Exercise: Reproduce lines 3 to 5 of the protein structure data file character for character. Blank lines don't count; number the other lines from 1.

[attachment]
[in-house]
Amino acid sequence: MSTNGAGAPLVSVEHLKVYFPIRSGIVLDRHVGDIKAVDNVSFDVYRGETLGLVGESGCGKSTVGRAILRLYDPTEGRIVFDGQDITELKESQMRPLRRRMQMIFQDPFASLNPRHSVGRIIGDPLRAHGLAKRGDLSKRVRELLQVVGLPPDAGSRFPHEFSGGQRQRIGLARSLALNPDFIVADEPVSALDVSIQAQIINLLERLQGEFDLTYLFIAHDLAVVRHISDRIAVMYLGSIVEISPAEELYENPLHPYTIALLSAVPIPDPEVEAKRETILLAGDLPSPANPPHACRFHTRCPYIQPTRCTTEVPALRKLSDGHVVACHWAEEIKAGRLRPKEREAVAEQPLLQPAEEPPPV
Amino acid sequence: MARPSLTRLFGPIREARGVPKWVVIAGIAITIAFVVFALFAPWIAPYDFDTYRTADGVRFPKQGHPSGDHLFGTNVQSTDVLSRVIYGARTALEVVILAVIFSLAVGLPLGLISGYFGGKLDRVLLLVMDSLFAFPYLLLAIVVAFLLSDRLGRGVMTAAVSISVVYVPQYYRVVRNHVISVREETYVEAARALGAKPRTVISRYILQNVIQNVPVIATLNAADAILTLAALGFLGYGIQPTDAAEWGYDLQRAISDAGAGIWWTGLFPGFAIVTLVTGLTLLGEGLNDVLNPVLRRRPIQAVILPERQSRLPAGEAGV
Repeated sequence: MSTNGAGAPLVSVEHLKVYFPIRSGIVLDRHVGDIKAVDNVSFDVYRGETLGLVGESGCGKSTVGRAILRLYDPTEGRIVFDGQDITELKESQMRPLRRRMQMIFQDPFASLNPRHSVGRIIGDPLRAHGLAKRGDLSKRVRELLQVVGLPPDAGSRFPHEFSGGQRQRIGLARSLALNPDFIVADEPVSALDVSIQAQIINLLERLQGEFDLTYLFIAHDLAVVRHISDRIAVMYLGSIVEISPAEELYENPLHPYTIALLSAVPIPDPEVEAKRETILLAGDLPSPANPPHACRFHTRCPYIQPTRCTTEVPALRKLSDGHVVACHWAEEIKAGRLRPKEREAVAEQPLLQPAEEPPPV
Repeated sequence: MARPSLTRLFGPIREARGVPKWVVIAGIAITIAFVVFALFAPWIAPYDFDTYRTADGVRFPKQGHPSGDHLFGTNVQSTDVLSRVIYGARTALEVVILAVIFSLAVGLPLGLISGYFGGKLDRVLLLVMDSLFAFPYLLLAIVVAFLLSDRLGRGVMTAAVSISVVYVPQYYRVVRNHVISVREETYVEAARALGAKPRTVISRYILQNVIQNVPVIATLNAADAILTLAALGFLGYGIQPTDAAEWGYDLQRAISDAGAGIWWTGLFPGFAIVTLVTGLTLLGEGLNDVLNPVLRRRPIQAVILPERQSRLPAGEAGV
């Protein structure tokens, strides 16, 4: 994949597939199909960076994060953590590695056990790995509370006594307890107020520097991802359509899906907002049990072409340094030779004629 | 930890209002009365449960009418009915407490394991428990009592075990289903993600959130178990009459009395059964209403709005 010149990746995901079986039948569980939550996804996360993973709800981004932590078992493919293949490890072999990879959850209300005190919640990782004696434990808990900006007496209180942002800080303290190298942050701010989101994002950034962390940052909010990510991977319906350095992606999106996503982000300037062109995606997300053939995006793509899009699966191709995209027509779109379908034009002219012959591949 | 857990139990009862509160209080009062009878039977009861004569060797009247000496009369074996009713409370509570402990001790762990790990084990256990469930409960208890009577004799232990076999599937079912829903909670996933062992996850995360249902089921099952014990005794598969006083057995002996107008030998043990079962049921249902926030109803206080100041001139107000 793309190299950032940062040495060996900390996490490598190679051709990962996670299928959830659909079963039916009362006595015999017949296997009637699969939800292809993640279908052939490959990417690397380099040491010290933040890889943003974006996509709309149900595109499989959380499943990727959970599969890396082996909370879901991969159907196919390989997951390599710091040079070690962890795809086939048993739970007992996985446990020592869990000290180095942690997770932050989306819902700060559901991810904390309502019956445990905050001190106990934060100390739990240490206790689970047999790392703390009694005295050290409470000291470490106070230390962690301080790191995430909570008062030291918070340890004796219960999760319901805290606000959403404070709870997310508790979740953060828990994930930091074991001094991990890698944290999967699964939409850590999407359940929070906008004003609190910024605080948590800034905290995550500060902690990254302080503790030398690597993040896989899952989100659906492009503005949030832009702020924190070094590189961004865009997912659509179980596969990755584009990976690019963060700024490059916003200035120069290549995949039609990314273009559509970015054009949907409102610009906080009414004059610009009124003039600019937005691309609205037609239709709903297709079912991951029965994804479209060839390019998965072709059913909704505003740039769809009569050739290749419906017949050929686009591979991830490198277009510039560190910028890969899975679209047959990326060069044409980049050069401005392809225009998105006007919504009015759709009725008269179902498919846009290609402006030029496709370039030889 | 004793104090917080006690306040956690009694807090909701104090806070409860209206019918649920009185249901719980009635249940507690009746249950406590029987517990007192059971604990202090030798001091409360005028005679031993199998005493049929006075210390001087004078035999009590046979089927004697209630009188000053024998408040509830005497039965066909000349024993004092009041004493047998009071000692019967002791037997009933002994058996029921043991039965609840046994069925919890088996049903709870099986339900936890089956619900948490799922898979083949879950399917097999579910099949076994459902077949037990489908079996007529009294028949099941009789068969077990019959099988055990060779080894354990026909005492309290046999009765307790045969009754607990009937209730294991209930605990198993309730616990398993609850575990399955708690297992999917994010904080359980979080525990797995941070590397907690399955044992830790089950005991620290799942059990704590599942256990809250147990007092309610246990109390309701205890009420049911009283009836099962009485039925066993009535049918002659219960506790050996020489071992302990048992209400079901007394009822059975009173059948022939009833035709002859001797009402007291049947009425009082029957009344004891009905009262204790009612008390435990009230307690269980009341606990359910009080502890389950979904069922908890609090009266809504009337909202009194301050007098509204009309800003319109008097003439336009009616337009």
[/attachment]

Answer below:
Amino acid sequence: MARPSLTRLFGPIREARGVPKWVVIAGIAITIAFVVFALFAPWIAPYDFDTYRTADGVRFPKQGHPSGDHLFGTNVQSTDVLSRVIYGARTALEVVILAVIFSLAVGLPLGLISGYFGGKLDRVLLLVMDSLFAFPYLLLAIVVAFLLSDRLGRGVMTAAVSISVVYVPQYYRVVRNHVISVREETYVEAARALGAKPRTVISRYILQNVIQNVPVIATLNAADAILTLAALGFLGYGIQPTDAAEWGYDLQRAISDAGAGIWWTGLFPGFAIVTLVTGLTLLGEGLNDVLNPVLRRRPIQAVILPERQSRLPAGEAGV
Repeated sequence: MSTNGAGAPLVSVEHLKVYFPIRSGIVLDRHVGDIKAVDNVSFDVYRGETLGLVGESGCGKSTVGRAILRLYDPTEGRIVFDGQDITELKESQMRPLRRRMQMIFQDPFASLNPRHSVGRIIGDPLRAHGLAKRGDLSKRVRELLQVVGLPPDAGSRFPHEFSGGQRQRIGLARSLALNPDFIVADEPVSALDVSIQAQIINLLERLQGEFDLTYLFIAHDLAVVRHISDRIAVMYLGSIVEISPAEELYENPLHPYTIALLSAVPIPDPEVEAKRETILLAGDLPSPANPPHACRFHTRCPYIQPTRCTTEVPALRKLSDGHVVACHWAEEIKAGRLRPKEREAVAEQPLLQPAEEPPPV
Repeated sequence: MARPSLTRLFGPIREARGVPKWVVIAGIAITIAFVVFALFAPWIAPYDFDTYRTADGVRFPKQGHPSGDHLFGTNVQSTDVLSRVIYGARTALEVVILAVIFSLAVGLPLGLISGYFGGKLDRVLLLVMDSLFAFPYLLLAIVVAFLLSDRLGRGVMTAAVSISVVYVPQYYRVVRNHVISVREETYVEAARALGAKPRTVISRYILQNVIQNVPVIATLNAADAILTLAALGFLGYGIQPTDAAEWGYDLQRAISDAGAGIWWTGLFPGFAIVTLVTGLTLLGEGLNDVLNPVLRRRPIQAVILPERQSRLPAGEAGV